Jim’s Plant of the Week – Pieris Japonica Katsura

I woke this morning with great anticipation. I had 6 volunteers coming to help for the day. I had been praying for good weather because I was wanting to paint some large planters bright red and stain some weary old benches. The weather was cold, but beautifully sunny (a rare thing here in Wigan!).

They were due at 9:30am. By 10am I was wondering what had happened. I checked my work email, only to find out that due to illness they weren’t coming. Feeling a touch disheartened I set about the task on my own. The planters were in an inner courtyard. It was whilst there I discovered a stunning plant, which instanteously changed my mood. I decided that I had to share this plant and came up with the idea of “Jim’s Plant of the Week”.

So Jim’s first ever plant of the week is…. “Pieris Japonica Katsura”

Pieris Japonica Katsura

The bright, glossy maroon leaves are just gorgeous and mesmerising. Sadly they turn a rather dull green in due course, but hey ho, you can’t have everything.

I didn’t end up painting the planters, but I did paint 5 benches instead. The planters can wait for the volunteers to get better.

Bench before

Bench after







Thank you Pieris Japonica Katsura for cheering me up. I wonder what will be my next plant of the week?


Let The Battle Begin!

I’m back! After an enthusiatic start, I ran out of steam after only 2 posts. After a long days gardening I don’t always feel like sitting down to write. But I am going to try to persevere.

Some days gardening is a joy to behold. Other days it is a battle. Today was in this second category. It was a battle… literally.

In the pink corner (hospice colours) we have Jim the Gardener (BIG CHEER). In the green corner we have “Horsetail” (BOO HISS). Let the battle commence!


Horsetail, or Equisetum Arvense to give it it’s full name, is a gardeners nightmare. But it is actually a very interesting plant. It is the sole survivor of a line of plants that go back 300 million years to the Carboniferous period – it is sometimes known as a living fossil. It’s descendants grew as tall as 30m high and gave rise to many of our coalfields – a fitting fact considering Wigan’s mining past and that the Hospice is built on an old coal mine.

Apparently it has many medicinal properties, from being a diuretic and used for the treatment of incontinence, to being used to stop bleeding. The high levels of silica in it are used to improve the absorption of calcium, which in turn strengthens connective tissues and bones. It has been used in the treatment of osteoporosis. The Chinese sometimes use it to treat hemorrhoids. For me personally, I find that rather than treating the pain, horsetail is actually the cause of pain in the backside!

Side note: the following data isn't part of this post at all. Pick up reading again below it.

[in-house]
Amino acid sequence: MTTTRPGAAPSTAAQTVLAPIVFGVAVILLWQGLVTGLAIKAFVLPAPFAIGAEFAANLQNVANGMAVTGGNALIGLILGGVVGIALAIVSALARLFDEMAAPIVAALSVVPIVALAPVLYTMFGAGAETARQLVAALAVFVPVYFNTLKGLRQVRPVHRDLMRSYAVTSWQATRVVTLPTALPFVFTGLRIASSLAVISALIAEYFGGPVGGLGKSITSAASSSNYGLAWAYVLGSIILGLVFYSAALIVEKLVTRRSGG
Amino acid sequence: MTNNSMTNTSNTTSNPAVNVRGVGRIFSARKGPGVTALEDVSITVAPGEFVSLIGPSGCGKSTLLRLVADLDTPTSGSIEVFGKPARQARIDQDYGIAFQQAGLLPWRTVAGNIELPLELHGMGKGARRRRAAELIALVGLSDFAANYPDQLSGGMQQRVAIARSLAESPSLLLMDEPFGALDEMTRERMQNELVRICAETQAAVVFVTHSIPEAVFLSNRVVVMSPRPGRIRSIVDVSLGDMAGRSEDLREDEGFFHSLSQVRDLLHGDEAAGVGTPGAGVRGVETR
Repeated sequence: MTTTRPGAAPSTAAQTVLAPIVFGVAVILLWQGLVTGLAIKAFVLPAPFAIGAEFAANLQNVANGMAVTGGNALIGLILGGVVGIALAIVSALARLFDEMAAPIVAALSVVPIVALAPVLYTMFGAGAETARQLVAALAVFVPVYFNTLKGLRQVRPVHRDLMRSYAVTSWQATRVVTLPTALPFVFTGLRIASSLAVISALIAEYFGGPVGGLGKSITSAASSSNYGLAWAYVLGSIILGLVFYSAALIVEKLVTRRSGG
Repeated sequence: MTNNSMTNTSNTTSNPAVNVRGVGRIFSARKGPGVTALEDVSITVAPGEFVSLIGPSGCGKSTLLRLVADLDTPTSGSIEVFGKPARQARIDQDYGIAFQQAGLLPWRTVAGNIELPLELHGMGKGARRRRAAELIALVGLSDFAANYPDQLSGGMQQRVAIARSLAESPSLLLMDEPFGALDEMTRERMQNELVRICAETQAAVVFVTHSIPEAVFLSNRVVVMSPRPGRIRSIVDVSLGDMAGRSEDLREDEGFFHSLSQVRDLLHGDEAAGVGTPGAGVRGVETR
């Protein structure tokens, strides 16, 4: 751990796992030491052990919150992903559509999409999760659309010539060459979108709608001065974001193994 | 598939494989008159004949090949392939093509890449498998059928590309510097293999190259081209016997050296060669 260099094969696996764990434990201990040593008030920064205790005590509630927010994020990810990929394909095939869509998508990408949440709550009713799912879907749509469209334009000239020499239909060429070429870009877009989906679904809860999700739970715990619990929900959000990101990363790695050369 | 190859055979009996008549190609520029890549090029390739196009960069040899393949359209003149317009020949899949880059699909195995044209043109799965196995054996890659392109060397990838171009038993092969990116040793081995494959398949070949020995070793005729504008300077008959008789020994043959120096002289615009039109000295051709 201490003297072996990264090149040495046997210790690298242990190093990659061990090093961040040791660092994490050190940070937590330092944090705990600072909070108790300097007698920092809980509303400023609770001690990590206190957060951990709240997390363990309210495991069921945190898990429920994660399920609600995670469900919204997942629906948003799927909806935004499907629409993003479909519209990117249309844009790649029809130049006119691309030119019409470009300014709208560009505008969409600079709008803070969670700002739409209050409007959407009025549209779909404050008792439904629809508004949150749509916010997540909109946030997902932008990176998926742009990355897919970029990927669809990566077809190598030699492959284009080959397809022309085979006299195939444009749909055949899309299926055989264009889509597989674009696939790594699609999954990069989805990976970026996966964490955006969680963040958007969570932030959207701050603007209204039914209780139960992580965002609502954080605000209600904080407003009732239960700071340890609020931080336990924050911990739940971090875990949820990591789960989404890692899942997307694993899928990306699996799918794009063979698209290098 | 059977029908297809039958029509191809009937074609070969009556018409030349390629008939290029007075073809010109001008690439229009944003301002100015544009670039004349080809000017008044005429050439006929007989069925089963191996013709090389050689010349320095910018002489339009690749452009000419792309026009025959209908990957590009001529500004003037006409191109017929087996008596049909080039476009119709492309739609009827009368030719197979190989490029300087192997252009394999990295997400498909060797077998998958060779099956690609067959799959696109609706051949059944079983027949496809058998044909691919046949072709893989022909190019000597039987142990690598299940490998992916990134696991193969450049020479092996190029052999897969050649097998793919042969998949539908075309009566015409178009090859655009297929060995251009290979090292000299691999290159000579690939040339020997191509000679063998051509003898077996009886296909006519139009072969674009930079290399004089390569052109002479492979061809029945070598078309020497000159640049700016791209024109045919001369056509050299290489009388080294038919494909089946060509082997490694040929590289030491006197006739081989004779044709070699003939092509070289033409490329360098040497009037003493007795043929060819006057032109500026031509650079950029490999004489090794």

It loves wet, clay soils, which abound in Wigan. The stems grow from deep, fast growing  rhizomes. There are 2 types of stem. Firstly, as seen above, are the green, sterile stems, which generally grow in summer (although they seem to be growing pretty well at the hospice). Secondly, are the brown spore bearing stems which appear in spring.

Horsetail - spore

Horsetail is spread by these spores, but also by growth of the underground rhizomes. Unfortunately, these rhizomes can be 7ft deep, making them very difficult to remove. When weeding, if any of the rhizome is left, it will quickly start growing again, hence it being a problem for gardeners.

Today, I was battling a fairly small flowerbed at the front of the hospice. In the past it hadn’t been looked after and had become very overgrown. Last autumn I spent a couple of days weeding it and removing the dreaded weed suppressing matting (now I know why it was there!). When I inspected the bed this morning I was greeted with a mass of horsetail. So I set to work. The battle between me and the horsetail took nearly 4 hours. I slowly and meticulously removed as much of he roots as possible. Using a fork I slowly teased them out. By the time I had finished, the bed was weed free. Round 1 to me in the pink corner!

Front bed weeded

But I am under no illusion. After 300 million years of hard training, I am sure that the horsetail will be back for more. Let’s just hope that I will be up for the challenge.